Allergy Immunotherapy in the Management of Eosinophilic Esophagitis (AIMEE)
Eosinophilic esophagitis (EoE) is a disease that has increased in incidence over the past decade that affects males predominantly, and in adults, is characterized by heartburn, dysphagia, strictures and food impactions. These symptoms may require emergent endoscopic removal of foods and esophageal dilations due to remodeling causing significant impairment in quality of life. Treatment options are limited and often not well tolerated or effective. There is poor understanding of the natural history and long term prognosis. It has been associated with allergic sensitization; a high percentage of affected individuals having associated atopy and current literature demonstrates a seasonal distribution of incidence and severity of symptoms. Allergy immunotherapy (AIT) is a well established and effective treatment for allergic rhinitis and asthma which can induce tolerance to environmental allergens.
Given the efficacy of AIT and the association of aeroallergen sensitization and even seasonal variation of EoE symptoms, we hypothesized that AIT may be a treatment option for patients with EoE.
|Study Design:||Endpoint Classification: Efficacy Study
Intervention Model: Single Group Assignment
Masking: Open Label
Primary Purpose: Treatment
|Official Title:||Evaluation of the Clinical, Endoscopic and Histologic Effects of Environmental Allergy Immunotherapy in the Treatment of Eosinophilic Esophagitis|
- Histologic change [ Time Frame: 1 year after after starting allergy immunotherapy ] [ Designated as safety issue: No ]Subjects will be started on allergy immunotherapy. We will compare before and after pathology - changes in eosinophils per high power field in esophageal biopsy.
- Symptomatic changes [ Time Frame: 1 year ] [ Designated as safety issue: No ]Symptom questionaire will be assessed before intervention and after (about 1 year after being on allergy immunotherapy)
- Endoscopic changes [ Time Frame: 1 year ] [ Designated as safety issue: No ]In addition to above, we will score their endoscopic findings before and after the intervention. The categories scored will include: 1. Pallor and diminished vascular markings 2. Furrowing 3. White plaques 4. Concentric rings or strictures. If 1 esophageal site is involved, 1 point will be given. If more than 1 site, 2 points allocated. If entire esophagus is involved, 3 points allocated and maximum score will be 12.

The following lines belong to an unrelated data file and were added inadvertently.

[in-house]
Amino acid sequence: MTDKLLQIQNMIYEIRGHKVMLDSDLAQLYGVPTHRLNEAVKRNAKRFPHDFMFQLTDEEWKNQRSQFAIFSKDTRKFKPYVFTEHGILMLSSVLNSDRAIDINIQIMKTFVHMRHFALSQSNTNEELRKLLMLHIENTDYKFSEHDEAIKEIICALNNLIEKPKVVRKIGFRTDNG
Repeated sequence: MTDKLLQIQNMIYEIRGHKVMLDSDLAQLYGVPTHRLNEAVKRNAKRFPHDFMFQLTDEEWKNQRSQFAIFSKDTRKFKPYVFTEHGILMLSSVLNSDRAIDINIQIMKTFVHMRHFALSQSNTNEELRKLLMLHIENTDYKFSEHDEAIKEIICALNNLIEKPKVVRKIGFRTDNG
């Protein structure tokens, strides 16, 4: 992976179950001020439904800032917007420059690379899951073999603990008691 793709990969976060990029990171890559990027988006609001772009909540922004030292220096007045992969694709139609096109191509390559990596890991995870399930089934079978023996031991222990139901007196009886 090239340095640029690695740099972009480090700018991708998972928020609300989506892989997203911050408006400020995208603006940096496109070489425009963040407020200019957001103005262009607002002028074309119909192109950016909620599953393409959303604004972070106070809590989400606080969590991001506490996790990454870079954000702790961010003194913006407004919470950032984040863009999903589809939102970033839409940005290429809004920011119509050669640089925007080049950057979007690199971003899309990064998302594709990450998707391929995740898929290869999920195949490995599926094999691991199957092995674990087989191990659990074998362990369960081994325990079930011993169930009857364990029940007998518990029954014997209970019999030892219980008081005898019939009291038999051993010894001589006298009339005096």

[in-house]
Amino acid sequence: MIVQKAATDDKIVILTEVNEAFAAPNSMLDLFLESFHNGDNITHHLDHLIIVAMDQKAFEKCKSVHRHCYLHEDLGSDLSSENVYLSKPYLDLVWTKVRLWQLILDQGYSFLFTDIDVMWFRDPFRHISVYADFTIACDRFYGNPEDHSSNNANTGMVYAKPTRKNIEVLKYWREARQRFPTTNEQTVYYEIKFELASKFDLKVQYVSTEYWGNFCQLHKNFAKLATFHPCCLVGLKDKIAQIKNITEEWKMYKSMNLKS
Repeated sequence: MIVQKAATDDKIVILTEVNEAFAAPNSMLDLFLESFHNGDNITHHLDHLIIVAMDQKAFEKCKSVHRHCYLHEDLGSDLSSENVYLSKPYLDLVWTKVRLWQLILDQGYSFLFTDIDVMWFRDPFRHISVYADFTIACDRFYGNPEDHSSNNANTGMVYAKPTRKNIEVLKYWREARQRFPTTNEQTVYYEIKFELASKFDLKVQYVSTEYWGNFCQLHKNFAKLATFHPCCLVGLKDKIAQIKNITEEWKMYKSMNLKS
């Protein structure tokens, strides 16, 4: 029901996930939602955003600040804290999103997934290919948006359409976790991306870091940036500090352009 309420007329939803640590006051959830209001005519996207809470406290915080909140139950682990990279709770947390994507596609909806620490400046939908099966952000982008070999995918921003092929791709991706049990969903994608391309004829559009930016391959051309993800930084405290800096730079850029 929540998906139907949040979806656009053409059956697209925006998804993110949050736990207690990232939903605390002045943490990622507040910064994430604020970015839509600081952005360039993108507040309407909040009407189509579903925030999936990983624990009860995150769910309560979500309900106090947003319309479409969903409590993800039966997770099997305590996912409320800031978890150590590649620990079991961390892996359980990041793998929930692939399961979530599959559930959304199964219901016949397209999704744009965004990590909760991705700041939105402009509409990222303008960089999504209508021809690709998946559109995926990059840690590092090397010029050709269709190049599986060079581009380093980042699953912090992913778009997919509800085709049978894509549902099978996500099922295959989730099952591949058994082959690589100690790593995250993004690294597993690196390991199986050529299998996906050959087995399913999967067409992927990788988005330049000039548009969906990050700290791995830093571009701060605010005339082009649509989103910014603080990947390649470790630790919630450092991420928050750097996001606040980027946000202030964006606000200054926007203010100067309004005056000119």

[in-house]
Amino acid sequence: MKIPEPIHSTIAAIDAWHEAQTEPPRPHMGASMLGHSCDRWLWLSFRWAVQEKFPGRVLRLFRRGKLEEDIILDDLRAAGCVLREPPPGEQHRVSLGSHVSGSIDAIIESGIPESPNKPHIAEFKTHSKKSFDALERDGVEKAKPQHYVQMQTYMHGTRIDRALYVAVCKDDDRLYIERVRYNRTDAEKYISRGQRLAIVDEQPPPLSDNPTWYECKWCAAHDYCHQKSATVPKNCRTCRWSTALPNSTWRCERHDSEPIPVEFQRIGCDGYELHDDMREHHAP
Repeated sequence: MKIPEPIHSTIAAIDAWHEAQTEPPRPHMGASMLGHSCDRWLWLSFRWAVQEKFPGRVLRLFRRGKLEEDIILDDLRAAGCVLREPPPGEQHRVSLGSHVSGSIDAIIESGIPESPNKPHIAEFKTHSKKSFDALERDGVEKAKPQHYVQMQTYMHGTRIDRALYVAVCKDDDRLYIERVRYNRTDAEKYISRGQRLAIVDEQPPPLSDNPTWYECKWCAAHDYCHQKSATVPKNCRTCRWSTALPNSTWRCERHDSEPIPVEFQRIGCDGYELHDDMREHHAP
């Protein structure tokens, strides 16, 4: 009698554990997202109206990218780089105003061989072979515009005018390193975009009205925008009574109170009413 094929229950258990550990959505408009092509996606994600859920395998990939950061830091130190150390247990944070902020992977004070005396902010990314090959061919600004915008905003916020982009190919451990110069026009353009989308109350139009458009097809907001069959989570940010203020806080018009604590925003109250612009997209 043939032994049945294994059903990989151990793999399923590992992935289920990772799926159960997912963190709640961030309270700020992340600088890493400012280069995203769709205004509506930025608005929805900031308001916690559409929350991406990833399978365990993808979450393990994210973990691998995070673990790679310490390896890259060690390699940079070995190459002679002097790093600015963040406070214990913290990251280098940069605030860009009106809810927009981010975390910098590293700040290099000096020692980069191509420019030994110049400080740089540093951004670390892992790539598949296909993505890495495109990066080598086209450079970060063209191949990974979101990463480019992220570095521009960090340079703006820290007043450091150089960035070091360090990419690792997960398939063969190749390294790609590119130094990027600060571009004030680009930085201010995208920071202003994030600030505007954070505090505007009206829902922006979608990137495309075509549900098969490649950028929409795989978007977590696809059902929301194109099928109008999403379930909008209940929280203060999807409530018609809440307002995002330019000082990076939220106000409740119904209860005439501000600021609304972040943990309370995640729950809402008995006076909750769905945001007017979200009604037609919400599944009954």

- Eosinophilia change [ Time Frame: 1 year ] [ Designated as safety issue: No ]Absolute eosinophilic counts will be measured before and after intervention.
- Adverse outcomes [ Time Frame: 1 year ] [ Designated as safety issue: Yes ]Any adverse events will be collected during the first year. Allergy immunotherapy has been used clinically for over 100 years. Local site reactions are common and expected, but we will monitor systemic reaction rates in this specific population and compare to known rates of reactions.
|Study Start Date:||January 2013|
|Estimated Study Completion Date:||January 2015|
|Estimated Primary Completion Date:||July 2014 (Final data collection date for primary outcome measure)|
Experimental: Allergy Immunotherapy Group
There is only one active experimental group as this is a pilot study comparing clinical/histologic/endoscopic changes before and after treatment.
|Biological: Allergy immunotherapy ("allergy shots")|
Purpose: To evaluate the role of allergy AIT in the management of EoE.
Research design: Patients with EoE and aeroallergen sensitization will be offered AIT as a treatment modality for EoE. They will be evaluated by questionnaire, laboratory tests, endoscopy and biopsy before and after treatment to determine if there is clinical, laboratory, endoscopic and histologic changes in their EoE.
Please refer to this study by its ClinicalTrials.gov identifier: NCT01685034
|Contact: Rachel U Lee, MDfirstname.lastname@example.org|